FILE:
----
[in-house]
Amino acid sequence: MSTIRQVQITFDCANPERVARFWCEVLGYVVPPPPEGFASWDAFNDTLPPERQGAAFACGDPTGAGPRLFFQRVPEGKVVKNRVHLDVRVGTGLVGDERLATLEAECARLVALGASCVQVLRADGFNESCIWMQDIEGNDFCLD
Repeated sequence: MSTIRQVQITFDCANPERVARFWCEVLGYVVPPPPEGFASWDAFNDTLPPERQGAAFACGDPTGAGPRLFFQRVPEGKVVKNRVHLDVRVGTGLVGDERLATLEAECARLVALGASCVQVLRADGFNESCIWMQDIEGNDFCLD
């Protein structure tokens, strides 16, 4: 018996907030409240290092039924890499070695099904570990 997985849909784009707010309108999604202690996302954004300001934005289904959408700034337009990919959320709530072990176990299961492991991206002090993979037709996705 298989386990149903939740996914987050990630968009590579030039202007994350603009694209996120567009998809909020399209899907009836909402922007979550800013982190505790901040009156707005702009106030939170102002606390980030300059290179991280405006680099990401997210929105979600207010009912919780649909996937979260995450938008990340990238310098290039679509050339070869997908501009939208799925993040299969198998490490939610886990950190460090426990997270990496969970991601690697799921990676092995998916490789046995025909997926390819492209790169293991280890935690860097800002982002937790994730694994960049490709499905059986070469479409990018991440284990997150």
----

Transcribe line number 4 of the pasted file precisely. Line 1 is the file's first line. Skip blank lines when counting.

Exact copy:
């Protein structure tokens, strides 16, 4: 018996907030409240290092039924890499070695099904570990 997985849909784009707010309108999604202690996302954004300001934005289904959408700034337009990919959320709530072990176990299961492991991206002090993979037709996705 298989386990149903939740996914987050990630968009590579030039202007994350603009694209996120567009998809909020399209899907009836909402922007979550800013982190505790901040009156707005702009106030939170102002606390980030300059290179991280405006680099990401997210929105979600207010009912919780649909996937979260995450938008990340990238310098290039679509050339070869997908501009939208799925993040299969198998490490939610886990950190460090426990997270990496969970991601690697799921990676092995998916490789046995025909997926390819492209790169293991280890935690860097800002982002937790994730694994960049490709499905059986070469479409990018991440284990997150």